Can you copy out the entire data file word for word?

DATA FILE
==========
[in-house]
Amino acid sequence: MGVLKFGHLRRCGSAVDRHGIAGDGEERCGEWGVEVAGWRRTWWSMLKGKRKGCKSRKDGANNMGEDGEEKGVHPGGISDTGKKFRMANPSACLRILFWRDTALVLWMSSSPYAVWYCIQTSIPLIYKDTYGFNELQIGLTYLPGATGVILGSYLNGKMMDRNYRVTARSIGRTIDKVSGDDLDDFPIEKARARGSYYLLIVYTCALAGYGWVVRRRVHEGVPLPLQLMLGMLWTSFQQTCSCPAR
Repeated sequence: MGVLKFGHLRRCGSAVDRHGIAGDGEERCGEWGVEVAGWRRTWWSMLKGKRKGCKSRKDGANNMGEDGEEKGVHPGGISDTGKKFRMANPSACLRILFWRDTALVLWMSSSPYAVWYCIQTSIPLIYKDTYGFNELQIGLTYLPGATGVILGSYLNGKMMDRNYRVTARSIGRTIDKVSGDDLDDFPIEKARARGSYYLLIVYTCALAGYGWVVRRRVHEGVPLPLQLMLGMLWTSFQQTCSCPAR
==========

[in-house]
Amino acid sequence: MGVLKFGHLRRCGSAVDRHGIAGDGEERCGEWGVEVAGWRRTWWSMLKGKRKGCKSRKDGANNMGEDGEEKGVHPGGISDTGKKFRMANPSACLRILFWRDTALVLWMSSSPYAVWYCIQTSIPLIYKDTYGFNELQIGLTYLPGATGVILGSYLNGKMMDRNYRVTARSIGRTIDKVSGDDLDDFPIEKARARGSYYLLIVYTCALAGYGWVVRRRVHEGVPLPLQLMLGMLWTSFQQTCSCPAR
Repeated sequence: MGVLKFGHLRRCGSAVDRHGIAGDGEERCGEWGVEVAGWRRTWWSMLKGKRKGCKSRKDGANNMGEDGEEKGVHPGGISDTGKKFRMANPSACLRILFWRDTALVLWMSSSPYAVWYCIQTSIPLIYKDTYGFNELQIGLTYLPGATGVILGSYLNGKMMDRNYRVTARSIGRTIDKVSGDDLDDFPIEKARARGSYYLLIVYTCALAGYGWVVRRRVHEGVPLPLQLMLGMLWTSFQQTCSCPAR